If a contract is of such a nature that it presupposes full disclosure non-disclosure is fraud. This has been applied to cases of suretyship and insurance. But there is difference of opinion among courts as to the operation of this rule.
It is said that certain classes of contracts are based upon the presumption of the highest good faith in making them, and this has been often said as to contracts of insurance and suretyship. But perhaps the true reason for the rule requiring full disclosure in such cases is the fact a risk is taken and the risk is determined by the actual facts and in order to cover this risk the actual facts must be known. In other words, if I ask an insurance company to insure my life, what they assume to undertake is not a sham risk which I can make them believe exists but a real risk based upon facts as we both know them. The importance of this principle is largely diminished in life insurance cases by the fact that such insurance is written only after a list of questions is an57- Grigsby v. Stapleton, 94 Mo. 423.
swered and the applicant may generally assume that the omitted questions are those whose answer the insurer does not care for. Nevertheless, even in such a case, a failure to disclose a material fact which the applicant must know is material amounts to fraud according to many cases.
Example 37. A desires insurance upon his house. He is acquainted with the fact that incendiary fires have been attempted upon his property very recently. He must inform the insurance company of his knowledge to get valid insurance.58
Example 38. A desires to obtain a bondsman for his employee, and seeks a fidelity company for that purpose. The employee has been a defaulter and is so known to A. A must so inform the company.
If one stands to another in a relationship of trust and confidence, any contract made by him with the other party must be upon full disclosure of all material facts known by him, for the reason that the other party because of such relationship is not upon his guard.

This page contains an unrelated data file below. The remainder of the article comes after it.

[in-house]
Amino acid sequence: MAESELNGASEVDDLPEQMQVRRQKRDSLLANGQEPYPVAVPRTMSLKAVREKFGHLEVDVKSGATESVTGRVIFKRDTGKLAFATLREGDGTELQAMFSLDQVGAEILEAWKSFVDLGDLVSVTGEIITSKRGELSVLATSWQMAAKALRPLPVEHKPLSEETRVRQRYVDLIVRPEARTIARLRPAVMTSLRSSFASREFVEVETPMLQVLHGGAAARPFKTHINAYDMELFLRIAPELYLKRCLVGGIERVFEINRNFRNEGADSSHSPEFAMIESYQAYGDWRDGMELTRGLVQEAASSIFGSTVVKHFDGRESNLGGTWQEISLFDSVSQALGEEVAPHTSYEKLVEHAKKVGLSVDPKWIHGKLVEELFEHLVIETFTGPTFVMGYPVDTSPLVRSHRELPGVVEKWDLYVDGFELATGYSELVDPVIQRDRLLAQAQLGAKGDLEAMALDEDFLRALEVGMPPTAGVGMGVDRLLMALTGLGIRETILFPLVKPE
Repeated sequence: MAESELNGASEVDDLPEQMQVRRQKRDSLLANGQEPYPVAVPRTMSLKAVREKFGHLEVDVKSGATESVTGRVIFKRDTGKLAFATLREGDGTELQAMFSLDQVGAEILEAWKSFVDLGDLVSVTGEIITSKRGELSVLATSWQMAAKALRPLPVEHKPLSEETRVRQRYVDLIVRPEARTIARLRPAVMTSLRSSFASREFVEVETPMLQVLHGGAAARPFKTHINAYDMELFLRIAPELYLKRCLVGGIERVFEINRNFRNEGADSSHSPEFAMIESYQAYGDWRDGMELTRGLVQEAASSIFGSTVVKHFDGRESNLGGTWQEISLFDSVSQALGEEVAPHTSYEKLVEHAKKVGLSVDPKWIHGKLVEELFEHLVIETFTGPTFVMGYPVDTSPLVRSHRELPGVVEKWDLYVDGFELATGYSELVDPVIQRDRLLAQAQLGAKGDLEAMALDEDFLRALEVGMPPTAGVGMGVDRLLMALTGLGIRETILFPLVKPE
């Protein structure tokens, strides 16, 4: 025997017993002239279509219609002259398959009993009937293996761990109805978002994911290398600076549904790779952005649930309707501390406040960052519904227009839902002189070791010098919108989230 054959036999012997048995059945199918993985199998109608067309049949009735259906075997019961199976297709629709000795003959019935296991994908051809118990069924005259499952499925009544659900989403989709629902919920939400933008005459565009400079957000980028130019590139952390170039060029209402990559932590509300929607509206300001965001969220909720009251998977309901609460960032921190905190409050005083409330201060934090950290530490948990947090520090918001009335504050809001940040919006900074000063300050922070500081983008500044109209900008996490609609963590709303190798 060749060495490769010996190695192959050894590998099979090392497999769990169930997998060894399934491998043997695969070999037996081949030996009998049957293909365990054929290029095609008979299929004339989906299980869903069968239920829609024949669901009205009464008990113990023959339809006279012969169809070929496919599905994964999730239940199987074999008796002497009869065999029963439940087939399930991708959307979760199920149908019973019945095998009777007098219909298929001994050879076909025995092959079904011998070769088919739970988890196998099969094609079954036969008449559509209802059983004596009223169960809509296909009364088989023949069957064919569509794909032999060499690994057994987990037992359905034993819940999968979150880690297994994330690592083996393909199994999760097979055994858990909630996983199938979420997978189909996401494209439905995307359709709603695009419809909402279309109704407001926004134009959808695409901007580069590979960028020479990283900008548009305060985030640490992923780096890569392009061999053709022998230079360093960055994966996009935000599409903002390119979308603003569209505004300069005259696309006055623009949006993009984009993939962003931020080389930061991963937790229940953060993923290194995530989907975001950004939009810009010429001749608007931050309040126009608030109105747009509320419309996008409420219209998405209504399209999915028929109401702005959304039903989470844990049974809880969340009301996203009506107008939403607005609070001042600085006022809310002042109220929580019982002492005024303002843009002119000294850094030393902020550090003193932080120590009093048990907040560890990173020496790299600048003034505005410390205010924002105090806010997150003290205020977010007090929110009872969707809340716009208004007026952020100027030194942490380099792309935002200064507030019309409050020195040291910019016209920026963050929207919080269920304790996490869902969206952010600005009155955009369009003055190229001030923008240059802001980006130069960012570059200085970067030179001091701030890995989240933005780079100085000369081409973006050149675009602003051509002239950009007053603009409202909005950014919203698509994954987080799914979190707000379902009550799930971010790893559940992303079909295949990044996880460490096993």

The rule that one contracting party need not acquaint the other with material facts which might affect his decision to contract were they known to him is based at least partially upon the fact that the parties are at arm's length and one owes no duty to protect the other. In those relationships in which there is a duty of protection and for that reason the party is off his guard and not at
58. Pelzer Mfg. Co. v. St. Paul Co., 41 Fed. 271. (There is a difference of opinion as to this rule and its application in the American courts.) arm's length in the bargain, the law requires full disclosure. This is true of the following relationships: principal and agent, attorney and client, guardian and ward, trustee and beneficiary, and director and corporation.
Example 39. P employs A to sell his real estate for him. A states that he will buy it himself. If he knows of any material fact that P does not know which affects the bargain he must so inform P.59
Below is a table summarizing what constitutes fraud. (For disaffirmance and ratification in cases of fraud see sections 47 and 48.)
Fraud consists in
1. Positive statements of fact or any affirmative representation by which the truth is distorted.
2. Not mere opinions and predictions.
3. Active concealment of material facts.
4. Not mere silence or nondisclosure, unless a. Facts are not discoverable by the other by reasonable diligence.
b. Contract is one assumed upon the theory of full disclosure, as insurance and suretyship.
c. Relationship of trust and confidence.
- attorney and client. - principal and agent. - guardian and ward. - trustee and beneficiary. - director and corporation.
59. Brooke v. Berry, 2 Gill (Md.) 83.
Duress consists in securing a contract from another by imprisonment or by fear induced by threats regarding his personal safety or liberty or his property whereby the free exercise of his will is overcome.
A contract must not be secured from another by threat or force. The theory of contract is that it is an obligation freely assumed by agreement. If it is forced from another, he may avoid it.
Mere persuasion, no matter how constant or unpleasant, is not duress. There must be force or fear.
Duress by Imprisonment. Actual imprisonment may be duress whether the imprisonment is lawful if procured for the purpose of extorting a contract and a contract is thereby extorted. "Though a person is arrested under a legal warrant by a proper officer, yet if one of the objects of the arrest is thereby to enforce the settlement of a civil claim, such arrest is a false imprisonment and a release and conveyance of property by means of such arrest is void." 60 But it has been held that a contract will not be set aside though procured under duress if it expresses or settles a real indebtedness.61
Duress by Threats (per Minas). It was once said that a threat would not amount to duress unless it was of such a nature that it would overcome the will of a constant and courageous man; later, that it was duress if it would overcome the will of a person of ordinary firmness; but the latest development is that it is duress if it is used for the purpose of overcoming, and actually does overcome the will of the person involved.62
60. Jordan v. Beecher, L. R. A. 1915 D. 1122 (Ga.)
61. Kronmeyer v. Buck, 258 111. 586.